October 3, 2019
April 22, 2019 by Dr. Kyle Varner in Heart Disease
There are people who preach on street corners who proclaim the end is near. Others don tinfoil hats and say aliens are in Area 51.
It’s all just another day in America.
Then sometimes, we hear things we tell ourselves must be conspiracy theories because we don’t want to believe them to be true.
So when someone suggests there was a corporate conspiracy to shape the modern American diet, you, as a rational person, dismiss it out of hand.
But this time. It’s actually true. And it doesn’t come from an obscure group of mentally unstable people.
No, this actually comes from, ironically enough, the American Medical Association.
In the peer-reviewed journal JAMA Internal Medicine, they found internal documents from Big Sugar that suggested lobbyists had actually influenced scientific consensus.
So what did they uncover? Read on to find out…
Big Sugar pointed the finger at fat
Our story begins in the 1940s, where coronary heart disease was the leading cause of death in the United States (presumably, they counted deaths from the war as outside the US).
Naturally, scientists wanted to know what caused it. They came up with different theories, but the consensus was that fat was to blame.
One of the most famous, the Seven Countries Study, was a research endeavor that lasted more than 20 years. People were initially skeptical, but the scientific community pushed it for years. They even said that heart disease was linked to obesity (right), and that fat caused obesity (wrong).
Some things are believed because they’re true, others are believed because people assert them repeatedly.
And this is certainly the case here. Because fat wasn’t the only thing scientists considered in the 50s. No, in fact, they also considered sugar a culprit.
So why did the momentum build towards fat and not sugar? Because in 1965, the Sugar Research Foundation sponsored a research project by The New England Journal of Medicine that downplayed the role of sugar in heart disease and instead pointed the finger at fat.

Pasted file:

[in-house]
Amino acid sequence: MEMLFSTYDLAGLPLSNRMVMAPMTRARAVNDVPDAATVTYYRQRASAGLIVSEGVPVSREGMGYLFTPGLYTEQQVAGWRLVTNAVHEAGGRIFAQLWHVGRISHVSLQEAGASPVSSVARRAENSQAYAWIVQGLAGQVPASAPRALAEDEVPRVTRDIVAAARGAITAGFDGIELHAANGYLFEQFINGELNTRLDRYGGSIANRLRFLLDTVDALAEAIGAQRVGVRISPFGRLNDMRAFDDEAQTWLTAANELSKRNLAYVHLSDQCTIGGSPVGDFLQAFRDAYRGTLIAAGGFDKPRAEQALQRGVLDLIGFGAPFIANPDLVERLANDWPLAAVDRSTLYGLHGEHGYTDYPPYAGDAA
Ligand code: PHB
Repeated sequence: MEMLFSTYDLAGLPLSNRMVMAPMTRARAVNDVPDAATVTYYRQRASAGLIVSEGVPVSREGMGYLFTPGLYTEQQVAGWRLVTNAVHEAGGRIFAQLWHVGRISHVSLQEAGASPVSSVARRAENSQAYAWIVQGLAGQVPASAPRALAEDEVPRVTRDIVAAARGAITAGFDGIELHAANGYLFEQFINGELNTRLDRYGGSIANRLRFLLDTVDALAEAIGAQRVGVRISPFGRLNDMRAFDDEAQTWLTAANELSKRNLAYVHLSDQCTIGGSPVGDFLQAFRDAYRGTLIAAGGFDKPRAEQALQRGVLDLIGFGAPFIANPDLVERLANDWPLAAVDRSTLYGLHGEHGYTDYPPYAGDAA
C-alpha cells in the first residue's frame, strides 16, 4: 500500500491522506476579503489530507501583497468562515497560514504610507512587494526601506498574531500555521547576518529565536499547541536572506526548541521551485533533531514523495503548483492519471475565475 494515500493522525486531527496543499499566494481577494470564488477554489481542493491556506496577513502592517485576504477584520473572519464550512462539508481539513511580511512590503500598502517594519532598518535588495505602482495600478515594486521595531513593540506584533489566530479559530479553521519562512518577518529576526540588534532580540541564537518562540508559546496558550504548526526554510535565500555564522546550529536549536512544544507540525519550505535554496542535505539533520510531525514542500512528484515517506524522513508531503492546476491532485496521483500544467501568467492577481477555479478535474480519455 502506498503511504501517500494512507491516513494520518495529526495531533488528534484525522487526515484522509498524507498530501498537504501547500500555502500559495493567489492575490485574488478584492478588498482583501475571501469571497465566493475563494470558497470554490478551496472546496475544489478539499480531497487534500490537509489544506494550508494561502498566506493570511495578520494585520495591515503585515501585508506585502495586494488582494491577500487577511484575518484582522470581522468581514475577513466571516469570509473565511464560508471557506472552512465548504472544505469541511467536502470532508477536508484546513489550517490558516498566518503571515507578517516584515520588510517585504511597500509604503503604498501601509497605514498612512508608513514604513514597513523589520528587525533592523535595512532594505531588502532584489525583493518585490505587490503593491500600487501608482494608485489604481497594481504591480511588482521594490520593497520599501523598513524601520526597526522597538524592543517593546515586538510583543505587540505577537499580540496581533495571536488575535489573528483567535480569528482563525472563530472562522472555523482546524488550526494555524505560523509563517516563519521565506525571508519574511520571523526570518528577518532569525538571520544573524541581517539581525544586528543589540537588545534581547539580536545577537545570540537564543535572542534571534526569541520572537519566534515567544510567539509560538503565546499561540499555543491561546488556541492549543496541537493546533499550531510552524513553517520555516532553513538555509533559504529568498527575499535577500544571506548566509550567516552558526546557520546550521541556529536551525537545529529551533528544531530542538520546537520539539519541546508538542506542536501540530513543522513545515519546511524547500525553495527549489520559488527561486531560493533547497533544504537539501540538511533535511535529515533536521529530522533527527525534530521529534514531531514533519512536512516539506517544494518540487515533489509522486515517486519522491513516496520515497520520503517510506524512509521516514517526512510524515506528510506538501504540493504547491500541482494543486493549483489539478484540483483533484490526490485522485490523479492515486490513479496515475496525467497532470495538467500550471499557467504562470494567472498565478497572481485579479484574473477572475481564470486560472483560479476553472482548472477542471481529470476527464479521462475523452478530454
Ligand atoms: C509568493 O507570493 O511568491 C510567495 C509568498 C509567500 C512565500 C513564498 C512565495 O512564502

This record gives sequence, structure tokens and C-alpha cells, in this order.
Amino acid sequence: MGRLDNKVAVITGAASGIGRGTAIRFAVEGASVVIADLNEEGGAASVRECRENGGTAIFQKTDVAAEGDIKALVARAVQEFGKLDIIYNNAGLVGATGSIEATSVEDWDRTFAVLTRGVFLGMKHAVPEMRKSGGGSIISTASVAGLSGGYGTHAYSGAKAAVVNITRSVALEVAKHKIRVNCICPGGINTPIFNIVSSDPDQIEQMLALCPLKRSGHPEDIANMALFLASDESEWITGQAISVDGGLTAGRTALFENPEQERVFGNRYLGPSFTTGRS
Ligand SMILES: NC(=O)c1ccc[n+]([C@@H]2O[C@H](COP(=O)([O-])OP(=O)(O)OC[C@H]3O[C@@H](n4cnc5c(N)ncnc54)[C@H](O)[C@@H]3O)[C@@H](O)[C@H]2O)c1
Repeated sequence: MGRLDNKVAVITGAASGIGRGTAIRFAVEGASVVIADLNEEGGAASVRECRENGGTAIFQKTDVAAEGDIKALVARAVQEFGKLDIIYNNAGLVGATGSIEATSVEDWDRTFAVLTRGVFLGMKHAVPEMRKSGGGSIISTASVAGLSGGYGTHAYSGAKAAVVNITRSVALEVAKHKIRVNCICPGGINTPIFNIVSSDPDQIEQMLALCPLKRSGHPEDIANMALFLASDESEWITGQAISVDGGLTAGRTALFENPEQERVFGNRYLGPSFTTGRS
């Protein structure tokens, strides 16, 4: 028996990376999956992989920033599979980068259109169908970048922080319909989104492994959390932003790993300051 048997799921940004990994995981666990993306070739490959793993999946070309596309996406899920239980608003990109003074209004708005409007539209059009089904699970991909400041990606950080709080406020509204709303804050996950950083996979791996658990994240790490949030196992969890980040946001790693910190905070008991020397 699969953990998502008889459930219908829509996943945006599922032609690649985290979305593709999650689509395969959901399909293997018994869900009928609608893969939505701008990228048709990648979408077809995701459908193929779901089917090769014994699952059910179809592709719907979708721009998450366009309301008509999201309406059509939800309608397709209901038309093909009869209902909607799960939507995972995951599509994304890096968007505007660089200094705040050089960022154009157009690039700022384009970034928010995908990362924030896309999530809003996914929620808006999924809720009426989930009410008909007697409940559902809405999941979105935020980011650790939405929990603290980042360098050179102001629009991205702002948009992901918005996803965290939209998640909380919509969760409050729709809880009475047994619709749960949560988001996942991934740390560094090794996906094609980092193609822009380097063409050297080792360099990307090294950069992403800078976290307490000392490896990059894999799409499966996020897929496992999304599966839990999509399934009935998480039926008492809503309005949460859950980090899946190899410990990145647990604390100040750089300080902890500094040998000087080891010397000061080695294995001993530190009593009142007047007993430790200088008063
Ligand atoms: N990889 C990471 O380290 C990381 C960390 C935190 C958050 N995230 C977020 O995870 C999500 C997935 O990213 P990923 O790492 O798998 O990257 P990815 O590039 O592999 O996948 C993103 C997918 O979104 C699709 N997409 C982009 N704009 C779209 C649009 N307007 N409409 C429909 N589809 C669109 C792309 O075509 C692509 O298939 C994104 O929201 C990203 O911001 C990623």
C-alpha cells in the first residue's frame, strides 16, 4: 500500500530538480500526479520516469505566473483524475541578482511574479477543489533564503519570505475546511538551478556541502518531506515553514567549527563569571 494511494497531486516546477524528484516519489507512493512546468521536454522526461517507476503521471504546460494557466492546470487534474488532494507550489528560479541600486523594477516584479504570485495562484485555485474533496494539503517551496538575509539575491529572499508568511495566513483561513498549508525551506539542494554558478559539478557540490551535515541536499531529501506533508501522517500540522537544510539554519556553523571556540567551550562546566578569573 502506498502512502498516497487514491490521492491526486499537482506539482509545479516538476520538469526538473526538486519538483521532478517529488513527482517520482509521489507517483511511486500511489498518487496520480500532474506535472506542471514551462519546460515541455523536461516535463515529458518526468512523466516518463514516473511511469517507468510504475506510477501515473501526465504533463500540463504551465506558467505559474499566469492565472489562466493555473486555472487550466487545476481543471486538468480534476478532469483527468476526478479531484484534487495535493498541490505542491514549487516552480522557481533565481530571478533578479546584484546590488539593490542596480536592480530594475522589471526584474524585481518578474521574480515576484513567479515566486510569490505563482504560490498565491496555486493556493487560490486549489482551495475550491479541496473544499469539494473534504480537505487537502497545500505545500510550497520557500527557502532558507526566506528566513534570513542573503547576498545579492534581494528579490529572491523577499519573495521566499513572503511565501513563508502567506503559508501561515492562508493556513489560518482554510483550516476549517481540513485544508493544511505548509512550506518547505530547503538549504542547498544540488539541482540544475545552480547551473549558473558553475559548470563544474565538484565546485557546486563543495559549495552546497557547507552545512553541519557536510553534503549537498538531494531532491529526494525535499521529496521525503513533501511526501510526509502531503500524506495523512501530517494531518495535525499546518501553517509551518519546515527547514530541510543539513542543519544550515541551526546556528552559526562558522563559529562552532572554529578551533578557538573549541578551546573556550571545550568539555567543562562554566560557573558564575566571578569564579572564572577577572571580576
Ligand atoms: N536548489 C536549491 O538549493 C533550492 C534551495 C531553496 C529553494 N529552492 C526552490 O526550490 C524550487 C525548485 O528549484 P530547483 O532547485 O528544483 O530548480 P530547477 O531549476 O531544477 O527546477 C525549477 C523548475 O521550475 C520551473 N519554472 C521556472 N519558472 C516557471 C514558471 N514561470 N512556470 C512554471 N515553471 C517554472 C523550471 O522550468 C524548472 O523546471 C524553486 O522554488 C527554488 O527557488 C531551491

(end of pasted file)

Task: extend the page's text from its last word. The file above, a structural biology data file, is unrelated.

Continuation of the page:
Naturally, they didn’t disclose that THEY funded it. This behavior continued, and the amount of money they poured into it directly correlated with the scientific consensus. Coincidence? I think not.
Why we fell for the myth
Americans are fierce, individualistic people. When someone tells us what to do, we don’t do it. It’s part of our heritage and identity.
So why did we buy a one-size-fits-all diet that everyone should eat?
It’s because we became obsessed with looking good. It was part of the 20th-century culture. It was around before World War II, but it really took off in the 80s.
We wanted to be slim and control our weight. And who is the authority on weight? The medical establishment, of course.
And that consensus leaked into politics and the Department of Health, which is where we get that ridiculous food pyramid they taught us in school. Anti-fat health propaganda REALLY took off.
If the political establishment hates fat, how do you think the food industry reacted? They replaced fat with sugar in their foods and flooded our grocery shelves with it.
They advertised ‘low-fat’ to death, and given the consensus, there was hardly any pushback on advertising regulation.
When all your local food is full of sugar, and there’s nobody to tell you it’s bad, is it any wonder we became a sugar-eating nation?
The REAL Truth
Thankfully, the tide is beginning to turn. More and more people have realized that fat is not the enemy.
Thanks to good science, the link between fat, cholesterol and heart disease is weaker than ever. Instead, we know inflammation and sugar are the actual culprits.
It’s because fat works very well with our bodies. We’re designed to use fat for energy. Our ancestors did it for generations, and nothing has changed.
It’s why there are so many health benefits to keto even beyond weight loss. It reduces inflammation and can actually increase the good cholesterol in your body.
It’s only a matter of time before this becomes the new consensus and we can wave goodbye to junk science that corporations want you to believe…
Skepticism is a wise rule to live by. Just because the media, the government and the establishment tell you something is good, it doesn’t automatically mean it is. These people are flawed, just like the rest of us, and shady money often plays a factor.
Instead, look at the facts. The science is very clear on this: fat is good for you, and sugar is not. If only corporate interests hadn’t steered us in the wrong direction, we might have had fewer heart attacks in the last century. Let’s hope we can make up for lost time…